One of the most precious American underpinnings is a right to privacy. And remember that Prohibition, too, attempted to police private practices. That fiasco ended in futility, because like it or not, people have the right to drink. 

The Supreme Court has not ended abortion in America. 

This isn’t over.

*Justice Thomas indicates he would go after birth control next. Does he realize he opens a pandora’s box that could threaten overturning Loving V. Virginia

A Scandalous Life

Through open doors down a long hallway, reminiscent of The Shining, a cacophony of noisy televisions competed. Soap operas, news reports, and talkshows spilled from empty uncleaned guest rooms. It was the summer of 1974 that I began a brief stint as a hotel maid in Spokane, Washington. Through the course of that summer I began to notice each maid had different approaches to their routine. Some girls stripped the beds, or beelined for the bathroom, but all, to the last dust mop, first switched on the television. 

And the biggest news that summer, outside of Expo ‘74, was the Watergate hearings. Chairman Sam Ervin, Senator Howard Baker, Congressman Pete Rodino, and others became my new favorite TV personalities. Watergate Burglar, Alexander Butterfield spilled the beans on Nixon’s White House taping system, and John Dean spoke of a ‘cancer on the presidency.” For me these hearings were riveting as I placed fresh towels on the rack, and changed toilet paper rolls.

By the end of that summer, August 9, 1974 Richard Nixon resigned the presidency. 

Fast forward 13 years later, and I had just given birth to my second baby, a girl, and she and I cuddled as the television introduced a whole new set of “off the books” operatives. This time the scandal concerned the Reagan Administration’s convoluted plot known as the Iran-Contra Affair. American arms were illegally sold to Iran, our sworn enemy, to continue their war against Iraq. The proceeds from those sales were funneled to anti-Communists fighters battling in Nicaragua. Both efforts violated the Boland Amendment, passed by Congress, explicitly prohibiting American meddling in Central America.

Reagan operatives had hoped that selling Iranians weapons would soften them up because the White House needed a favor. Would the Ayatollah Khomeini help encourage Lebanon’s jihadists to release American hostages secreted around Beirut? The Reagan people gambled that trading illegal arms would secure Tehran’s help. 

While rocking my infant I learned a litany of new names: NSA chief, Robert McFarland, Marine, Oliver North, North’s secretary, Fawn Hall, and the recently deceased mastermind, CIA director, William Casey. My take, as I patted my girl’s little back, was that the Reagan White House had privatized foreign policy in defiance of Congress through renegade agents.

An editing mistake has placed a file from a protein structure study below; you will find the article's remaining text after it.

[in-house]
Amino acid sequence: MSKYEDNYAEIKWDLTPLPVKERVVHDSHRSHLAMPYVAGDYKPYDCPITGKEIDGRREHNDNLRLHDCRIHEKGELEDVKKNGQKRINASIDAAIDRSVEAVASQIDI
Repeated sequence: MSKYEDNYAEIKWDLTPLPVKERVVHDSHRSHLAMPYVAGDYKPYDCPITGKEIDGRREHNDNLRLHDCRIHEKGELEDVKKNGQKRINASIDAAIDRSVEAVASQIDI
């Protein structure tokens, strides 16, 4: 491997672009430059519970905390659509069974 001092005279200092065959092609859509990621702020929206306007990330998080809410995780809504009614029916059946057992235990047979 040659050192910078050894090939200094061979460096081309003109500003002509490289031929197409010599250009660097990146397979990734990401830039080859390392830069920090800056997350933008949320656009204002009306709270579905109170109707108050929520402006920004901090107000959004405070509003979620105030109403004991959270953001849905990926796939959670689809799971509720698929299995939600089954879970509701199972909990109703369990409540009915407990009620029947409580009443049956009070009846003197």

In 1988 Ronald Reagan, in a video deposition, admitted he had done just that, but due to his failing memory, couldn’t recall. 

That brings me to my golden years. I tuned in to the January 6th hearings, as a retired grandma. My husband and I watched and listened to the evidence regarding the violent attack on our nation’s capitol. To say this hearing was electric would be an understatement. Proud Boys, Oath Keepers, Capitol Police Officers, particularly Caroline Edwards, left me spell bound. Representative Liz Cheney owned the evening, making clear the person responsible for the attempted coup-the former guy. 

Donald Trump is the first sitting president in American History to be impeached twice.

So what element ties all three scandals together? For one, the course of a single life-from college kid, to motherhood, to grandmother. And I suppose one could conclude I’ve watched a helluva lot of television. 

But for me the message means something else. 

The modern Republican Party has undergone a long death spiral marked by greed, rot and decay. As Liz Cheney said, “there will come a day when Donald Trump is gone, but your dishonor will remain.”

For nearly 50 years, from 1974 to 2020 the Grand Old Party has cast off its once, principled moorings, slowly imploding before our eyes. As my generation grew from young students to senior citizens the party of Lincoln silently died. 

And like Jack Nicholson’s character in The Shining, there is no redemption, nor any future, only relief these mercenaries can do no more harm.

Gail Chumbley is the author of a two-part memoir, “River of January,” and “River of January: Figure Eight.” Chumbley had also completed to historic plays, “Clay,” regarding the life of Senator Henry Clay, and “Wolf By The Ears,” an examination of slavery and racism in America.

The Little Things

If you love . . .

Protecting a dim-witted, would-be dictator from legal consequences,

Suppressing a woman’s right to self-actuation and privacy,

Expediting white, unqualified patriarchs to the Supreme Court,

Rendering the US Senate inert,

Legislating so the wealthy have no tax burden,

The open targeting of Americans of color to brutality and murder,

The whole-sale destruction of the planet, and the rape of natural resources 

Abetting political misinformation and conspiracies through social media,

Targeting those of differing sexuality 

Pushing religion into American government,

Aligning apportionment and voter suppression to disenfranchise the poor, and people of color,

Withholding health care to the few with means,

The wholesale flood of firearms into civilian hands,

Cruelty dispensed upon desperate immigrants,

Coddling of white offenders over those of color,

Predatory treatment of consumers,

Blocking legislation to meet the dangers of the above list, and otherwise accomplishing nothing,

Vote for today’s Republican Party

Gail Chumbley, frustrated American History Educator.